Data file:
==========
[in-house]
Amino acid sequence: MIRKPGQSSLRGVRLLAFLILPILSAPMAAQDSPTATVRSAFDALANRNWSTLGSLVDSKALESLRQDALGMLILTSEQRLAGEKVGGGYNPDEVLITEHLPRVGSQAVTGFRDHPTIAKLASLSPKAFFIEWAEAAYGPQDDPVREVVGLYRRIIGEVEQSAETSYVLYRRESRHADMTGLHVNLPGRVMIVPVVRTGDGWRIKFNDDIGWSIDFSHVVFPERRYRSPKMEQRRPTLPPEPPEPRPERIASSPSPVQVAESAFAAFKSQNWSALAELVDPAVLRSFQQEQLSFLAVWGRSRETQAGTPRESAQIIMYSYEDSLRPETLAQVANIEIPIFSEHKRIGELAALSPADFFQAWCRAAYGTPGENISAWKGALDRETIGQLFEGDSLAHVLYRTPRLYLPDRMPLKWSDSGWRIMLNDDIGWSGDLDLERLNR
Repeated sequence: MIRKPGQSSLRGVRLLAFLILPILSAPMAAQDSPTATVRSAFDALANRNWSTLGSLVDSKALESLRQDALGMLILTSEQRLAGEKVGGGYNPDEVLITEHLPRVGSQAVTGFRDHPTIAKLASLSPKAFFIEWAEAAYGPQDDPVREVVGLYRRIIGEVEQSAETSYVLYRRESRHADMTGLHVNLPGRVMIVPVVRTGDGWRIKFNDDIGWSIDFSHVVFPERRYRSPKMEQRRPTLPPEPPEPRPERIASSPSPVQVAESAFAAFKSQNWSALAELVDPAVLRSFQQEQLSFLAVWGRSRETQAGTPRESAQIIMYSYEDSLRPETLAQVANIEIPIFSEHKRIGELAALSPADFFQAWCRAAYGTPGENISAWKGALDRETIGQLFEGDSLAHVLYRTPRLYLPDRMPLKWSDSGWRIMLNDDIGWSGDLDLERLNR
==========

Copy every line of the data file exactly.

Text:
[in-house]
Amino acid sequence: MIRKPGQSSLRGVRLLAFLILPILSAPMAAQDSPTATVRSAFDALANRNWSTLGSLVDSKALESLRQDALGMLILTSEQRLAGEKVGGGYNPDEVLITEHLPRVGSQAVTGFRDHPTIAKLASLSPKAFFIEWAEAAYGPQDDPVREVVGLYRRIIGEVEQSAETSYVLYRRESRHADMTGLHVNLPGRVMIVPVVRTGDGWRIKFNDDIGWSIDFSHVVFPERRYRSPKMEQRRPTLPPEPPEPRPERIASSPSPVQVAESAFAAFKSQNWSALAELVDPAVLRSFQQEQLSFLAVWGRSRETQAGTPRESAQIIMYSYEDSLRPETLAQVANIEIPIFSEHKRIGELAALSPADFFQAWCRAAYGTPGENISAWKGALDRETIGQLFEGDSLAHVLYRTPRLYLPDRMPLKWSDSGWRIMLNDDIGWSGDLDLERLNR
Repeated sequence: MIRKPGQSSLRGVRLLAFLILPILSAPMAAQDSPTATVRSAFDALANRNWSTLGSLVDSKALESLRQDALGMLILTSEQRLAGEKVGGGYNPDEVLITEHLPRVGSQAVTGFRDHPTIAKLASLSPKAFFIEWAEAAYGPQDDPVREVVGLYRRIIGEVEQSAETSYVLYRRESRHADMTGLHVNLPGRVMIVPVVRTGDGWRIKFNDDIGWSIDFSHVVFPERRYRSPKMEQRRPTLPPEPPEPRPERIASSPSPVQVAESAFAAFKSQNWSALAELVDPAVLRSFQQEQLSFLAVWGRSRETQAGTPRESAQIIMYSYEDSLRPETLAQVANIEIPIFSEHKRIGELAALSPADFFQAWCRAAYGTPGENISAWKGALDRETIGQLFEGDSLAHVLYRTPRLYLPDRMPLKWSDSGWRIMLNDDIGWSGDLDLERLNR